In Conversation with Keepers: Tracy Howe

We are delighted to kick off a new blog series, ‘In Conversation with Keepers’, where we will be chatting to gamekeepers around the country about the job, day-to-day life, how to inspire young people to get involved and their experiences as BGA members.

We spoke to Tracy Howe, Headkeeper at a Penrith-based shoot, about her recent experiences with the BGA audit and how she got into a career as a headkeeper…


Hi Tracy, thanks for chatting to us here at the BGA. Please can you tell us a little about your background and how you became a gamekeeper?


I was brought up on a farm along with my sister. We both helped on the farm while growing up, however we both had to get jobs as the farm wasn’t big enough to allow us to work at home. I always had part time jobs while at school, however my first full time job was as a service receptionist at a local garage. I then started working for the local council working in accounts and ended up after 18 years in social housing as a cyclical maintenance coordinator. I always longed to be outside again working with animals. I already used to beat on the shoot every Friday.

I left my job and we were given an English Pointer and I started chasing the pheasants and partridge back in for the gamekeeper on the estate. I loved it and the headkeeper at the time was in ill health and I started to help the underkeeper. Positions changed and the headkeeper retired and I became the underkeeper. I loved the job and was devastated when two and half years after the headkeeper was diagnosed with bladder cancer and lost his fight. The bosses took a huge leap of faith in me and promoted me to headkeeper. It has been a huge learning curve and every season is different, but I love the job. I am married to Andrew who is the head shepherd on the estate we work for and we have two children Adam (22) and Nicole (19).


What’s your favourite part of the job?


Working the dogs is a great part of my job, but I think the best part is seeing everything come together on a shoot day, which is the culmination of Joe, our underkeeper, and my hard work. I can safely say that at the end of a shoot day I am mentally exhausted and so hungry as I get so worked up, I don’t eat anything until it’s over!


What would you say is the hardest part of the job?


Being female in a male dominated industry is hard work.  Don’t get me wrong, my bosses are amazing and I have fantastic support, but I still get people who don’t think I can do the job or belittle me. In the early stages it really did knock my confidence but my old headkeeper told me to toughen up, and believe me just because I was female, he didn’t treat me any different and I thank him every day for his advice.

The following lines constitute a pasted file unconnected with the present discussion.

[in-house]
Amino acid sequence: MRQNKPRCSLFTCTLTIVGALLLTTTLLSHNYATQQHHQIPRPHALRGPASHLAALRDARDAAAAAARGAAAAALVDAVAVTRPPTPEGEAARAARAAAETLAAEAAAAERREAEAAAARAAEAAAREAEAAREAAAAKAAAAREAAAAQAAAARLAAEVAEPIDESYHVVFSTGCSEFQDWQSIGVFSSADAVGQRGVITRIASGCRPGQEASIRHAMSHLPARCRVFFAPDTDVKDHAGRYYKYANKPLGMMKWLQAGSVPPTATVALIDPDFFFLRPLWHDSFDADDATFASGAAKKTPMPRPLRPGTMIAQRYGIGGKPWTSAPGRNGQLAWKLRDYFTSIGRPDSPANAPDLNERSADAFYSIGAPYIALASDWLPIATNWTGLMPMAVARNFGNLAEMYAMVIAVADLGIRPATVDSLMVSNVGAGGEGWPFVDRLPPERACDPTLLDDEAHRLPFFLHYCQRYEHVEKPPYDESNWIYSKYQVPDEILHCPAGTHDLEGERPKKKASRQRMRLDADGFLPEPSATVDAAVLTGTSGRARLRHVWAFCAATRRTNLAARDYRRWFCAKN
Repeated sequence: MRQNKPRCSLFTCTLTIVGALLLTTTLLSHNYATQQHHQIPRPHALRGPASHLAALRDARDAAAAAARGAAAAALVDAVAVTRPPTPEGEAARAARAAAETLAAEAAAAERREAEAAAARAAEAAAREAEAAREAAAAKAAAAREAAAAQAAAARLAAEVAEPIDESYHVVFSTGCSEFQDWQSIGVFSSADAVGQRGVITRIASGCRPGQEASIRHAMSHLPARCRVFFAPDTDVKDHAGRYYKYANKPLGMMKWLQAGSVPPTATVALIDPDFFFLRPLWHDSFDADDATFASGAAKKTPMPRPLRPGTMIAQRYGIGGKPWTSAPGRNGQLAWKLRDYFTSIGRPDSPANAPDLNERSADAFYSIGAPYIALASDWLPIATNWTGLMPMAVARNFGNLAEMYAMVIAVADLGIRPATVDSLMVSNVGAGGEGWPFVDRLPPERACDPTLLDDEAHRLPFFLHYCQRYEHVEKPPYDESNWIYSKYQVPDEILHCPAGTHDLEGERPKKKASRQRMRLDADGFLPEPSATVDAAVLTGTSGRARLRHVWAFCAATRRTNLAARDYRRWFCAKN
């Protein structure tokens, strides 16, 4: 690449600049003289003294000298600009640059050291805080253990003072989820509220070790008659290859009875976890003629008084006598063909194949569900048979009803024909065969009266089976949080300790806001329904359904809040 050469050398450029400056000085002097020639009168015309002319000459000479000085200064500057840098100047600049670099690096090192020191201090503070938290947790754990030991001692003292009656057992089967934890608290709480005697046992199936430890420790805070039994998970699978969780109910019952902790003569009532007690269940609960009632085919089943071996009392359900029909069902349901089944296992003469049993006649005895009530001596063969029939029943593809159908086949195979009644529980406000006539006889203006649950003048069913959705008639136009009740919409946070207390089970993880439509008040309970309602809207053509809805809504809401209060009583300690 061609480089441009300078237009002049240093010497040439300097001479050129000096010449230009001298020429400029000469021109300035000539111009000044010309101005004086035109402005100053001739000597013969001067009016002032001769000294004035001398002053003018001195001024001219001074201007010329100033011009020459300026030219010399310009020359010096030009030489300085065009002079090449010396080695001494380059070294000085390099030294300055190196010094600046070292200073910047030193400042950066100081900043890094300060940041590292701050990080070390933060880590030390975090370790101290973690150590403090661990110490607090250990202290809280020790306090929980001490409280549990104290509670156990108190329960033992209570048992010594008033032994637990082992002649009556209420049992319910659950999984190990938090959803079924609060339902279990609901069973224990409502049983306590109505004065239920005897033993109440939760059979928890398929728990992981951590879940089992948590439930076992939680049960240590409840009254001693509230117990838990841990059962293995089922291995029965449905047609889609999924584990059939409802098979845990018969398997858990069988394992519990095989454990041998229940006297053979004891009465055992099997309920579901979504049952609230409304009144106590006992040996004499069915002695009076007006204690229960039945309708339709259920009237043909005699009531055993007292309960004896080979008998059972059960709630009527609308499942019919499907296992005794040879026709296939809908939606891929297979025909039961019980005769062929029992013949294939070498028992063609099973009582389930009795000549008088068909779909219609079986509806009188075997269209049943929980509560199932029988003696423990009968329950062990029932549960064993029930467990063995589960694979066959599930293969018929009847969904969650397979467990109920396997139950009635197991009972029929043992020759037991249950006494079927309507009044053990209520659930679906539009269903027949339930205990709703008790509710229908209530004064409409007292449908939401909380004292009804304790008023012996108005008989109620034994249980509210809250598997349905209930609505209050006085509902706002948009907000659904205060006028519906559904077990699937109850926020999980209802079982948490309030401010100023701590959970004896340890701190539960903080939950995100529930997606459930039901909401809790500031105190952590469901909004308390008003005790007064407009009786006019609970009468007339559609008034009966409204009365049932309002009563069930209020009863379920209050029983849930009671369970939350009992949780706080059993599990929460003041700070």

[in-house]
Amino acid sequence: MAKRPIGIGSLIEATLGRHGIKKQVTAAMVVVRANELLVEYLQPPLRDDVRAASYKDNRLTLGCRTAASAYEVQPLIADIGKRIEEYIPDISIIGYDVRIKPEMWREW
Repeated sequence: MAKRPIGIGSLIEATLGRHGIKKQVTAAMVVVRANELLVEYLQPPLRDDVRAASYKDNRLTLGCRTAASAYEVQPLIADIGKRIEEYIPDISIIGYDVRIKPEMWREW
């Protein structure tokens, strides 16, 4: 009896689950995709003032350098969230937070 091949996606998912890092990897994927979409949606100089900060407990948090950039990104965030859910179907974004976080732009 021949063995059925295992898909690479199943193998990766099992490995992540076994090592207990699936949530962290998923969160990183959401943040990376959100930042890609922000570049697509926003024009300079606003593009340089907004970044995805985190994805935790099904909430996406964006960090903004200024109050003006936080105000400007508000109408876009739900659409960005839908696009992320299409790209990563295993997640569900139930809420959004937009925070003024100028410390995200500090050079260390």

What would your advice be to a young person aspiring to become a gamekeeper?


Prepare for hard work and long hours, always listen to advice, if you take it or not is up to you. You will never know everything as things change all the time. The biggest thing is respect, but to get respect you have to earn it. Gamekeeping is a brilliant way of life but can be lonely at times, so make sure you have a good support network around you. 


Why did you choose to join the BGA as a member?


Shooting needs to have the same standards as other food producing sectors, such as the Red Tractor scheme. We need to be responsible and have traceability of the birds we are producing for the food chain. We need to show the public that we prepared to follow these high standards to ensure there is a future in shooting. I felt that the BGA provided these ideals and would help me in moving the shoot forward.


What was your experience like with the BGA audit process?


I was really nervous about the audit. There were things that we needed to do after I had read the standards, which I put into place a while before the audit when we signed up as Members. The Auditor came and was really good and helpful and put me at ease.


What would you say to a fellow gamekeeper who is unsure about joining the BGA?


The more shoots that join the better for the future of the sport and the food we produce.  If the BGA can open more markets and set industry standards across the sport, then surely that is a good thing.


How are you feeling about the season ahead?


It’s going to be different in these strange times, but we have done all we can to keep everyone safe. The first two shoots have gone well so fingers crossed it continues.